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Book Of Genesis – Lesson #23

Lesson 23:  Genesis 35; Genesis 36; and Genesis 37

Read Genesis 35:1-15

Chapter 35 opens with God’s command to Jacob to fulfill the vow made about thirty years earlier (Gen. 28:20-22). The Lord used the tragic events of the previous chapter to prepare the patriarch to do it. Notice that God is referred to about twenty times in this chapter, in contrast to no references in Genesis 34.  Before obeying God’s command to return to Bethel, Jacob first ordered his family to put away the foreign household gods and to put on clean clothes. As soon as they did this, they became a terror to their heathen neighbors. It was appropriate that Jacob should build an altar at ͅEl Bethel and worship the God who had protected him from his brother, Esau.

Once again God stated that Jacob’s name was now Israel and renewed the covenant He had made with Abraham and Isaac. The patriarch marked the sacred spot with a pillar and once again named the place Bethel. Continue Reading Here

Book Of Genesis – Lesson #20

Lesson 20:  Genesis 29;  and Genesis 30   

Read  Gen. 29:1-14   

Jacob was seventy-seven when he left Beersheba for Haran. He would spend twenty years serving his uncle Laban, thirty-three years back in Canaan, and the last seventeen years of his life inEgypt. Arriving in Paddan Aram, he was guided to the very field where some shepherds from Haranwere tending their flocks. So perfect was God’s timing that Rachel was just arriving with her flock when Jacob was talking with the shepherds. Continue Reading Here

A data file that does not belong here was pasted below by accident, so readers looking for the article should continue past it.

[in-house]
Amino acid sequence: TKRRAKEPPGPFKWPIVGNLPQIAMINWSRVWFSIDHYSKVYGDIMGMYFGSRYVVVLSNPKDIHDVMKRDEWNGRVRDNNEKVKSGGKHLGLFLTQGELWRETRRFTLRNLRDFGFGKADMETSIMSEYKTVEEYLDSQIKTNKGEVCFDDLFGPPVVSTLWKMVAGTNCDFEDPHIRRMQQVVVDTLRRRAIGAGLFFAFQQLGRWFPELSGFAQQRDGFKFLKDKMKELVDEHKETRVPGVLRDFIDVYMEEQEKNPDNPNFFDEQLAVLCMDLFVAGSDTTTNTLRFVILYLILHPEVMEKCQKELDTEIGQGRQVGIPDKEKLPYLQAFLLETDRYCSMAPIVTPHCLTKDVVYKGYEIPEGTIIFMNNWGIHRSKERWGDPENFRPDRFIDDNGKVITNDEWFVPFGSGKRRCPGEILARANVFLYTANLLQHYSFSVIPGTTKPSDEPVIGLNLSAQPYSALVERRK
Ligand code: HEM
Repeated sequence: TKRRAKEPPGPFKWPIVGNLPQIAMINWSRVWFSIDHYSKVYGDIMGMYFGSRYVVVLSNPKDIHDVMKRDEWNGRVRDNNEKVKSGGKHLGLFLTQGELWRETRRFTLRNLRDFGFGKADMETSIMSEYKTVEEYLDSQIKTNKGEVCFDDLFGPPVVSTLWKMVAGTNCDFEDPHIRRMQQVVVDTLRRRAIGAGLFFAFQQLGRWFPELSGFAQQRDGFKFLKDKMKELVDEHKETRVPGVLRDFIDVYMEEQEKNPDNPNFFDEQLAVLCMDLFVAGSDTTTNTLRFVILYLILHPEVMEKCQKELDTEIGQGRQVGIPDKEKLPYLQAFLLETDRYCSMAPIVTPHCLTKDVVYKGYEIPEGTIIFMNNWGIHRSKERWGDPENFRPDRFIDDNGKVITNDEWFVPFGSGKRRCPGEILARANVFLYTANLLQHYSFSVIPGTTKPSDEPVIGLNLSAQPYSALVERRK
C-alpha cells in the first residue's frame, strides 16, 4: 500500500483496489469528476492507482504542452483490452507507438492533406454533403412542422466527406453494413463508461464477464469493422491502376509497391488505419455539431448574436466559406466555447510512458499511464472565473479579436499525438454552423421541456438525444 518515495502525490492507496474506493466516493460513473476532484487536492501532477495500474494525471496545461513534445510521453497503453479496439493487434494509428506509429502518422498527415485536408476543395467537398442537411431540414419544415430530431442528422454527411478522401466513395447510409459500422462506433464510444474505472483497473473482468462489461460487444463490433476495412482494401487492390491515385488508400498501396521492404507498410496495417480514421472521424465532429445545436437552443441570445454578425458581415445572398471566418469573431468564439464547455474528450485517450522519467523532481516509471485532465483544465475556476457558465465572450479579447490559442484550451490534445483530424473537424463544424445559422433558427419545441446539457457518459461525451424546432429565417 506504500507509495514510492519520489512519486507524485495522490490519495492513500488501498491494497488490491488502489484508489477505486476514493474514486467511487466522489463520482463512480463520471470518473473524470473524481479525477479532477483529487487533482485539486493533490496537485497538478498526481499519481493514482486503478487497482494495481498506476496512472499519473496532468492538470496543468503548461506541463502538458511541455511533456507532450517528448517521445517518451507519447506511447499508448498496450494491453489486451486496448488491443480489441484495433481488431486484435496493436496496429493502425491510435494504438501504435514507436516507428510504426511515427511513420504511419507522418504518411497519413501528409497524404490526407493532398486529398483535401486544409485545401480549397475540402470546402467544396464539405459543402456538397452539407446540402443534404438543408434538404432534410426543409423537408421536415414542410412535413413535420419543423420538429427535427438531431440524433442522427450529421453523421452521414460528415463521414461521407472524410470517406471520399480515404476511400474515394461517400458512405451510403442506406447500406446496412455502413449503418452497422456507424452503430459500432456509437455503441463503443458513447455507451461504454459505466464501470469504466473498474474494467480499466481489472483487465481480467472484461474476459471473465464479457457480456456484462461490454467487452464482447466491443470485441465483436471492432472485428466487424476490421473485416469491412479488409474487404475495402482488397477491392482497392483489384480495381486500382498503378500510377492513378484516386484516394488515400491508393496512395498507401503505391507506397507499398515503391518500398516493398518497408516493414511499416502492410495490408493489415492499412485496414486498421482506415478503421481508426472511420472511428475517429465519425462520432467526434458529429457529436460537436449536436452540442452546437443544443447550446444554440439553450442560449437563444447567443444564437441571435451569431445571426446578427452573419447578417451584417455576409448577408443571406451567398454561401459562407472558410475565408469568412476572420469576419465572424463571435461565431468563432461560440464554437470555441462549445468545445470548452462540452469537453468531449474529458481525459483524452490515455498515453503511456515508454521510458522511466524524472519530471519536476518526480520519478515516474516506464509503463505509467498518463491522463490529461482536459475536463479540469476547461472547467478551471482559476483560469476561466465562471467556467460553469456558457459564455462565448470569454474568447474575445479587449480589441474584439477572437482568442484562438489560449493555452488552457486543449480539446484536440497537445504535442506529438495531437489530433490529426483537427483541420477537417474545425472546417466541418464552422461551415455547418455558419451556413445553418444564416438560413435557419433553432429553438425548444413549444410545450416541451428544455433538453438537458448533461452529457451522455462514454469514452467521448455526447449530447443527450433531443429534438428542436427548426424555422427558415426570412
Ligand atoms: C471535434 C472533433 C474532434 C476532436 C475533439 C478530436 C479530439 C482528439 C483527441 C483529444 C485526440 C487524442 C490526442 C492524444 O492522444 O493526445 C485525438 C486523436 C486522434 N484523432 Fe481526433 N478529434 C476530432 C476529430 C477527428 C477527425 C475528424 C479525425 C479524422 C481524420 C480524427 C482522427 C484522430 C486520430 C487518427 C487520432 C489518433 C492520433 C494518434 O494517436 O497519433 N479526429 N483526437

Women Of The Bible – Lesson #4 – Hagar, Rebekah, Rachael and Leah, Bilhah and Zilpah


Scripture references:   Genesis 16:18, 15, 16; 21:917; 25:12; Galatians 4:24-25

Date:  About 2075 b.c.

Name: Hagar [HAY-gahr: light]

Greatest accomplishment: Hagar was the mother of the Arab peoples.


While the nkjv describes Hagar, as an Egyptian maidservant the blunt fact is that Hagar was a slave. Slavery in the ancient world did not involve the oppression of one race by another. But by its nature slavery involved the ownership of one person by another and thus the loss of the slaves right to make personal choices.

When Sarai decided to give her husband Abram a child through Hagar, everything changed for the slave woman. Hagar of course had no choice in the matter, and we have no insight into her feelings about her mistresss decision. What we do know is that Hagar quickly became pregnant. With her pregnancy Hagars attitude toward Sarai changed, and Sarai became despised in her eyes. The word despised suggests a natural reaction. Hagar felt contempt for her mistress. All those years of childlessness clearly were not due to Abrams sterility. Sarai was less of a woman than her slave was! Continue Reading Here